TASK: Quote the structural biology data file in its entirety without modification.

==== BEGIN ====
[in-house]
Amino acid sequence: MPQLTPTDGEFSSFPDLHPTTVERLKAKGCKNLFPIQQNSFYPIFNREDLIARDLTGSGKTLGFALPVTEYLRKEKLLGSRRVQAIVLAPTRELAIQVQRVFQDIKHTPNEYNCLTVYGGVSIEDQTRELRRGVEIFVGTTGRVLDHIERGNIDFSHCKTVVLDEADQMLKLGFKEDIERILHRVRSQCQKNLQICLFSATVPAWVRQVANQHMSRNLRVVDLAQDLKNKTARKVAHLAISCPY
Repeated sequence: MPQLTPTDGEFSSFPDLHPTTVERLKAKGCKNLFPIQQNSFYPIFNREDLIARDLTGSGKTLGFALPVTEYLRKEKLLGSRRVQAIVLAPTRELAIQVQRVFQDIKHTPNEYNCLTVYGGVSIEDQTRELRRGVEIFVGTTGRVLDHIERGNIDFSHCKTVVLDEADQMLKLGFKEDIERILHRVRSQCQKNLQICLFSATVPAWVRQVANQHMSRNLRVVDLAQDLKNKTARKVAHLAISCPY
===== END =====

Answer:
[in-house]
Amino acid sequence: MPQLTPTDGEFSSFPDLHPTTVERLKAKGCKNLFPIQQNSFYPIFNREDLIARDLTGSGKTLGFALPVTEYLRKEKLLGSRRVQAIVLAPTRELAIQVQRVFQDIKHTPNEYNCLTVYGGVSIEDQTRELRRGVEIFVGTTGRVLDHIERGNIDFSHCKTVVLDEADQMLKLGFKEDIERILHRVRSQCQKNLQICLFSATVPAWVRQVANQHMSRNLRVVDLAQDLKNKTARKVAHLAISCPY
Repeated sequence: MPQLTPTDGEFSSFPDLHPTTVERLKAKGCKNLFPIQQNSFYPIFNREDLIARDLTGSGKTLGFALPVTEYLRKEKLLGSRRVQAIVLAPTRELAIQVQRVFQDIKHTPNEYNCLTVYGGVSIEDQTRELRRGVEIFVGTTGRVLDHIERGNIDFSHCKTVVLDEADQMLKLGFKEDIERILHRVRSQCQKNLQICLFSATVPAWVRQVANQHMSRNLRVVDLAQDLKNKTARKVAHLAISCPY